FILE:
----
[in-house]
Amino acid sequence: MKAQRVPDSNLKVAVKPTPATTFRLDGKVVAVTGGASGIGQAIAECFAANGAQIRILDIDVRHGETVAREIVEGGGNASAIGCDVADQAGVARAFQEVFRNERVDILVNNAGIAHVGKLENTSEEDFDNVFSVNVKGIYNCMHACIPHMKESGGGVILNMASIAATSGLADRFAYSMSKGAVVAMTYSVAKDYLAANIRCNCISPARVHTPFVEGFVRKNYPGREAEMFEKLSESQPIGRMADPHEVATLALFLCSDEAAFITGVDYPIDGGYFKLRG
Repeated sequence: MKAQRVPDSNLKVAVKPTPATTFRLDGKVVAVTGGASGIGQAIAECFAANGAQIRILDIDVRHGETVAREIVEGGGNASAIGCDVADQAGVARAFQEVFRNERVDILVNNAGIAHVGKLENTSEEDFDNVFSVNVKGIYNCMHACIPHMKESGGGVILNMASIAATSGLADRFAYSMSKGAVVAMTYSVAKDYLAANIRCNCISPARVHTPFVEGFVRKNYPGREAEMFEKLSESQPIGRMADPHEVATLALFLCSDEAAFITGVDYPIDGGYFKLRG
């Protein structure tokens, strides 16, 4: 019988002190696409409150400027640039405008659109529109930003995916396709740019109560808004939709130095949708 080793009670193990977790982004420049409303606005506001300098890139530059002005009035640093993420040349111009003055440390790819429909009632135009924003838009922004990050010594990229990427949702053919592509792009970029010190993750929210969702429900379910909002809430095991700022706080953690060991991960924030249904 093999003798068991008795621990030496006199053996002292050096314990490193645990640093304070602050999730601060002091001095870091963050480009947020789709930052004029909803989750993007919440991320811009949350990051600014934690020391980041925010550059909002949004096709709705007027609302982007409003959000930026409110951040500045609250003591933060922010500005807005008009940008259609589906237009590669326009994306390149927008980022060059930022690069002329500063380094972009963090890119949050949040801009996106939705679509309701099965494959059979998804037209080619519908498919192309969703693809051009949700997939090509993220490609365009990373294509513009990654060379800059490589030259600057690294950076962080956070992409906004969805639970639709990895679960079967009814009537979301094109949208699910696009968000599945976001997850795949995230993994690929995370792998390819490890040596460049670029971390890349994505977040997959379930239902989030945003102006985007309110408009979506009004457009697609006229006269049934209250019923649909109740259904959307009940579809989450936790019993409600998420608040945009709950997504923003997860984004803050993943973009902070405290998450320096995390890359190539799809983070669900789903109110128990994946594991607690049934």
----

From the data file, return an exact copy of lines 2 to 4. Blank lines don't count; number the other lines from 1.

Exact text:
Amino acid sequence: MKAQRVPDSNLKVAVKPTPATTFRLDGKVVAVTGGASGIGQAIAECFAANGAQIRILDIDVRHGETVAREIVEGGGNASAIGCDVADQAGVARAFQEVFRNERVDILVNNAGIAHVGKLENTSEEDFDNVFSVNVKGIYNCMHACIPHMKESGGGVILNMASIAATSGLADRFAYSMSKGAVVAMTYSVAKDYLAANIRCNCISPARVHTPFVEGFVRKNYPGREAEMFEKLSESQPIGRMADPHEVATLALFLCSDEAAFITGVDYPIDGGYFKLRG
Repeated sequence: MKAQRVPDSNLKVAVKPTPATTFRLDGKVVAVTGGASGIGQAIAECFAANGAQIRILDIDVRHGETVAREIVEGGGNASAIGCDVADQAGVARAFQEVFRNERVDILVNNAGIAHVGKLENTSEEDFDNVFSVNVKGIYNCMHACIPHMKESGGGVILNMASIAATSGLADRFAYSMSKGAVVAMTYSVAKDYLAANIRCNCISPARVHTPFVEGFVRKNYPGREAEMFEKLSESQPIGRMADPHEVATLALFLCSDEAAFITGVDYPIDGGYFKLRG
């Protein structure tokens, strides 16, 4: 019988002190696409409150400027640039405008659109529109930003995916396709740019109560808004939709130095949708 080793009670193990977790982004420049409303606005506001300098890139530059002005009035640093993420040349111009003055440390790819429909009632135009924003838009922004990050010594990229990427949702053919592509792009970029010190993750929210969702429900379910909002809430095991700022706080953690060991991960924030249904 093999003798068991008795621990030496006199053996002292050096314990490193645990640093304070602050999730601060002091001095870091963050480009947020789709930052004029909803989750993007919440991320811009949350990051600014934690020391980041925010550059909002949004096709709705007027609302982007409003959000930026409110951040500045609250003591933060922010500005807005008009940008259609589906237009590669326009994306390149927008980022060059930022690069002329500063380094972009963090890119949050949040801009996106939705679509309701099965494959059979998804037209080619519908498919192309969703693809051009949700997939090509993220490609365009990373294509513009990654060379800059490589030259600057690294950076962080956070992409906004969805639970639709990895679960079967009814009537979301094109949208699910696009968000599945976001997850795949995230993994690929995370792998390819490890040596460049670029971390890349994505977040997959379930239902989030945003102006985007309110408009979506009004457009697609006229006269049934209250019923649909109740259904959307009940579809989450936790019993409600998420608040945009709950997504923003997860984004803050993943973009902070405290998450320096995390890359190539799809983070669900789903109110128990994946594991607690049934």